Lakers fans, these three words are your new mantra, your new best friend:
Strong Side Zone.
When the season started we were generally saying, “if the Lakers defense can just be in the top 10 in the league we’ll be in good shape.” Well, three games is an infinitesimal sample size, but so far the Lakers have the best defense in the league, giving up 88 points per 100 possessions. Every time I see that number my jaw drops like a character in a Tex Avery cartoon.
The reason is two-fold, one is a mental commitment to defense and the other is the strong side zone they have committed to. What is that exactly? Why is it working? What are other teams going to do to counter it? Let’s talk about the strong side zone, and why it is good for you.
Simply put, whatever side of the court the opponents have the ball on, the Lakers do two things: 1) They pressure the ball with that players’ defender; 2) They try to float another defender (usually Gasol or Odom at the four) over to the side the ball is on (or strong side). The team essentially plays a sort of zone behind the man pressuring the ball (although it can look like the Lakers are playing a soft man-to-man, it is more a matchup zone).
The reason for doing all this is pretty simple — to stop penetration. It killed the Lakers last year when Chris Paul or Paul Pierce beat their man and drove into the lane at will. Now, if Pierce (or someone else) gets the ball on the wing, Radmanovic might be out pressuring him and taking away the jumpshot, but he is also “shading” him, trying to get him to drive one direction — to where the additional help is now located. Essentially, trying to drive him into a trap (of Gasol, Bynum or Odom). When the ball is at the top of the key, the Lakers have more of a 1-2-2 zone, but with man-to-man matchup principals.
Phil Jackson said in an Eric Pincus story at Hoopsworld that the motivation for this change in philology from his prior love of strict man-to-man was how the game is being called. His old Bulls and even Lakers teams (from the threepete years) could take away penetration by being far more physical, hand checking guys out on the wings. But in today’s no-touch NBA (at least on the perimeter), nobody singlehandly can slow a Chris Paul or a Tony Parker or a host of other players (including Kobe). What the Lakers are doing with this strong-side zone is slowing the penetration by overloading the side with the ball.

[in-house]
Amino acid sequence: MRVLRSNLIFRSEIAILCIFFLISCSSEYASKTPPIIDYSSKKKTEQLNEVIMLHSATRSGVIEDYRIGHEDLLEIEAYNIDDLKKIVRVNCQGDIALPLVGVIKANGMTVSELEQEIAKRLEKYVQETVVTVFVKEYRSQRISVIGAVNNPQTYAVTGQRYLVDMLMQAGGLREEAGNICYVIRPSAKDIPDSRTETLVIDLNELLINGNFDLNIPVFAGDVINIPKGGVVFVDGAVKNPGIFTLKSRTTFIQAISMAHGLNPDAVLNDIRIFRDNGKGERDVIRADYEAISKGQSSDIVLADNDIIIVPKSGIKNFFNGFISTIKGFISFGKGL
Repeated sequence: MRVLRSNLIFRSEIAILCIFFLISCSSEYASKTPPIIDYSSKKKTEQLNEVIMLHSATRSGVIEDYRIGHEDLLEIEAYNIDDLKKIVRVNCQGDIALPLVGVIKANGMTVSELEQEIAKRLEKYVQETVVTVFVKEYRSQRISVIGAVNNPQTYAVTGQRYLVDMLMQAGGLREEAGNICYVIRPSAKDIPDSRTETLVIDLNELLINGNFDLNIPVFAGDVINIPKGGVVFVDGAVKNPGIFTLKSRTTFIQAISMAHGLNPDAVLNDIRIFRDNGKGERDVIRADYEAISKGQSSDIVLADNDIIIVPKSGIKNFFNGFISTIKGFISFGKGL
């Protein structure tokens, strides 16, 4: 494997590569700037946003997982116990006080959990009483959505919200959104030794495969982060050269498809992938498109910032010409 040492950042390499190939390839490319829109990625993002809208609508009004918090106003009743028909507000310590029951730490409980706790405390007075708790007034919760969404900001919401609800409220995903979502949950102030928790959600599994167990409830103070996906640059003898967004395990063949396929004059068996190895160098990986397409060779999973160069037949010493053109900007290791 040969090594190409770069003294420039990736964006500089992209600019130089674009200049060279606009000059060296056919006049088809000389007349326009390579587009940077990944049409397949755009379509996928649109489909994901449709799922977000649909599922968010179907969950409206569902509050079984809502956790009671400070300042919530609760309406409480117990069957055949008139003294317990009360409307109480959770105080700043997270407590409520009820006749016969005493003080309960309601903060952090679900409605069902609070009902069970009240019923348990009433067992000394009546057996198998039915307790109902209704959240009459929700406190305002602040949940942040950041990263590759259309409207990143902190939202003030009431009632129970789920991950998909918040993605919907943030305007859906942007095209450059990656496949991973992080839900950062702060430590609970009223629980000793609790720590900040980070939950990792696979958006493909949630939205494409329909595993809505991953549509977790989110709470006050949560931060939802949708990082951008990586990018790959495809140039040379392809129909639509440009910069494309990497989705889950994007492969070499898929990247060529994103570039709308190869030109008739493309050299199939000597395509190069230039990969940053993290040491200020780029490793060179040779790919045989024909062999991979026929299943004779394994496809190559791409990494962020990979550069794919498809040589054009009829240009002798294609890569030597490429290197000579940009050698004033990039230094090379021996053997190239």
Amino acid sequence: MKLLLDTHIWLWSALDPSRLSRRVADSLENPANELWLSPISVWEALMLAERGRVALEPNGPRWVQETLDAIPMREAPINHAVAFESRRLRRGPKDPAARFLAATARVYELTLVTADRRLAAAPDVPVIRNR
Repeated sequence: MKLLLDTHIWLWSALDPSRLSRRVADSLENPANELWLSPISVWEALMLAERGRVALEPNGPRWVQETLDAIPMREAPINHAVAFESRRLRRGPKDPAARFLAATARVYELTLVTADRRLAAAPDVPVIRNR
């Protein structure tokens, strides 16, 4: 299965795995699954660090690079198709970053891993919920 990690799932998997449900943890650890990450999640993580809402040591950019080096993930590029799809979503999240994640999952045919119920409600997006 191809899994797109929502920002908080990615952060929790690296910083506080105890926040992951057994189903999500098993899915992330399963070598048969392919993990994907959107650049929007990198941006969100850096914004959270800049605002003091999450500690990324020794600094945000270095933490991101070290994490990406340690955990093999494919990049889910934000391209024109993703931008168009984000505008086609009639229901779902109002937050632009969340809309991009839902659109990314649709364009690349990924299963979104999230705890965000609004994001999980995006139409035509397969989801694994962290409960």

Having all those bodies on the strong side also helps the two weakest Laker man defenders — Fisher and Radmanovic — by giving them a lot of backup and allowing them to force a guy a direction rather than just try to stay in front of him. (Similar to how Pierce and Allen are covered for in Boston.) The Lakers are doing all this with long players, which (as a few of Gatinho’s friends said) also takes away some passing lanes. Darius also adds this:
We’re using the zone primarily to slow penetration, but to also show any offensive player who catches the ball the 2nd defender immediately and then make that offensive player either shoot quickly while not getting to the basket or to pass the ball (and hopefully make a forced pass where we can get in the passing lane and get a deflection or a steal).
It should also be noted that the Lakers second unit seems to be more aggressive with the trapping aspect of the defense. The guy pressuring the ball stays on the hip of the penetrator and pushes him into the corner or out in a location he can be trapped on the wing when he picks up his dribble.